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Read Introduction to Galatians


“But the fruit of the Spirit is love, joy, peace, longsuffering, kindness, goodness, faithfulness…”


The second triad of a Spirit-filled believer is directed toward others.


A person with “longsuffering” has a sense of forbearance, patience, constancy, steadfastness, perseverance, and endurance. This person is slow to avenge wrongs done to him. Longsuffering carries the idea of patience toward people under provocation. It will not retaliate when treated unjustly.

There is another Greek word that means maintaining patience under heavy circumstances. There are then two terms for “longsuffering” or “patience.” One has to do with longsuffering with circumstances, and the other has to do with longsuffering with people. Our term is longsuffering with people.

A longsuffering person is a person who is slow to anger and is anxious to forgive injuries. He has more capacity to put up with personal insults. People cannot easily offend a longsuffering person.

God Himself carries the characteristic of longsuffering in His soul (Romans 2:4; 9:22; 1 Peter 3:20). Jesus, as well, is patient (1 Timothy 1:16; 2 Peter 3:15).


The Spirit-filled believer has a sense of calm in the face of provocation and a capacity to defer anger.


Spirit-filled believers have a sense of calm in the face of provocation. They do not complain about other people, nor do they allow themselves to become irritated. They can defer anger and are willing to accept pain inflicted by others (Ephesians 4:2; Colossians 3:12; 1 Timothy 1:15, 16).

Longsuffering is the steadfastness of the soul under adversity. This person manifests the quality of forbearance under provocation from others. It does not retaliate even when wrongfully mistreated.

“My brethren, take the prophets, who spoke in the name of the Lord, as an example of suffering and patience” (James 5:10).

Longsuffering entertains no thoughts of retaliation, even when wrongfully treated. This is a person with a long temper.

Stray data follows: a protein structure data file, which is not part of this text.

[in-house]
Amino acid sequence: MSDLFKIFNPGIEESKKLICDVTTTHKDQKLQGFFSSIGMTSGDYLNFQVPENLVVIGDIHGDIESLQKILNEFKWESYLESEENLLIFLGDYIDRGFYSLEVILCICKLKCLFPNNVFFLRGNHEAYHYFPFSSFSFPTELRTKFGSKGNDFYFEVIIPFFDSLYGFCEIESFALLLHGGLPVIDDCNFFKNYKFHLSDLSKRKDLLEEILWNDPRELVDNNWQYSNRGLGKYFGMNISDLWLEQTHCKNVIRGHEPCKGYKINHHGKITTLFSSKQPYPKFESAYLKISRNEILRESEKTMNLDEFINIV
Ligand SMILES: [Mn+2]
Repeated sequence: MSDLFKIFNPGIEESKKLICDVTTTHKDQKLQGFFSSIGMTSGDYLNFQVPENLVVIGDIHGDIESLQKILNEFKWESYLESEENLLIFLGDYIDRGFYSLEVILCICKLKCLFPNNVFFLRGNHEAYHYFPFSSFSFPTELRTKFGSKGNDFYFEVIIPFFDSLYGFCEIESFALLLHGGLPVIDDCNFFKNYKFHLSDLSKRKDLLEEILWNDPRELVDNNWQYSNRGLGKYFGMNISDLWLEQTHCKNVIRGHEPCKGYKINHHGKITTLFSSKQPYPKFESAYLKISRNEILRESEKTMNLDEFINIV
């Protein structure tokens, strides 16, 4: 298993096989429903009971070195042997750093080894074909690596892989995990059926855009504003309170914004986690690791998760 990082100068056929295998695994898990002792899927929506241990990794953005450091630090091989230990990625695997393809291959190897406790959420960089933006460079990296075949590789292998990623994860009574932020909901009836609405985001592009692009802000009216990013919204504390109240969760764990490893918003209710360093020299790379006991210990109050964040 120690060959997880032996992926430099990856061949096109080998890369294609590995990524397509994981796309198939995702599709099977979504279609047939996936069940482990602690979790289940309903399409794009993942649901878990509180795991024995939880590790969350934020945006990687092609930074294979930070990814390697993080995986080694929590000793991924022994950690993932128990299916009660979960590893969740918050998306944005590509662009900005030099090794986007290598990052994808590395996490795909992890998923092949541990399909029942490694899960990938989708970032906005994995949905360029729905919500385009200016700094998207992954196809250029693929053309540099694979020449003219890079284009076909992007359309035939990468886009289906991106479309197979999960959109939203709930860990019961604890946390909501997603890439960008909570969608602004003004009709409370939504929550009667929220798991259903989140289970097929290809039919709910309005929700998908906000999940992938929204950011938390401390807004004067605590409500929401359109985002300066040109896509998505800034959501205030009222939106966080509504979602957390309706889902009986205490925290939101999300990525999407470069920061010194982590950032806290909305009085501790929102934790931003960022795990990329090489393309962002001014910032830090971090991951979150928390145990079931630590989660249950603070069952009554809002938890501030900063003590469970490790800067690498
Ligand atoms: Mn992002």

He who is slow to anger is better than the mighty, And he who rules his spirit than he who takes a city” (Proverbs 16:32).

Chrysostom said, “It is the grace of the man who could revenge himself and who does not, of the man who is slow to wrath.” That is like God, for He could have wiped man off the face of the globe for his sin, but He did not. It is incumbent upon us to long hold out our anger before taking action. If we defer anger, we can characterize ourselves as longsuffering. Longsuffering carries the qualities of forbearance and patient endurance. Those who are short-tempered do not suffer others very long.

How do you endure exasperating people? Do you lash back and bash them with words? So many of us suffer shortly when it comes to our family, “Well, I told her a hundred times that I don’t like the sports page detached from the front page!”

God expects us to suffer long even if the cause is just; that is, your wife may be a nag, or your husband may be a slob! “You do not know the jerk that attends my church. He gripes about everything. His personality rasps me. His character is in the negative case. He has never had a positive thought in his life. He always gripes about how the church is run.” The Bible tells us to put up with them.

It is difficult to suffer difficult people, especially when they hit us in the area of our preferences toward life. It touches the world where we live. You say, “But he is a personality assassin.” God gives no exceptions for longsuffering. Suffer them long. Keep your attitude in a state of prolonged freedom from revenge.

The length of our patience with people determines the measure of our spirituality. Take the guff. Keep your mouth shut. Bitterness or retaliation never improves anything. A long temper always gains victory over a short temper. The quality of self-restraint does not punish others. It is not hasty to retaliate. It does not surrender to adverse persons or succumb to duress.

“Love suffers long…” (1 Corinthians 13:4).

Love does not repay hate for hate or scorn for scorn. Anyone can answer a fool according to his folly. It takes two to tango, and it takes two to make a quarrel. That is why God asks us to be looooong suffering. It is the Holy Spirit who produces the fruit of the capacity to suffer for a long time.

“For consider Him who endured such hostility from sinners against Himself, lest you become weary and discouraged in your souls” (Hebrews 12:3).

Most believers have a low boiling point. That means that most of us boil most of the time. To counteract this, the Holy Spirit produces longsuffering in us.

God took an oath that every born-again person will be just like the Lord Jesus (Romans 8:29). He inaugurates this the moment we become Christians and keeps working on it until we meet Him face to face. The sin of short-temperedness shortcuts this process. It is time to stop blaming others, no matter if we believe we are right. The sooner we come to that position, the sooner we will get squared away with God. The fruit of the Spirit of longsuffering is available if we allow the Holy Spirit to control us.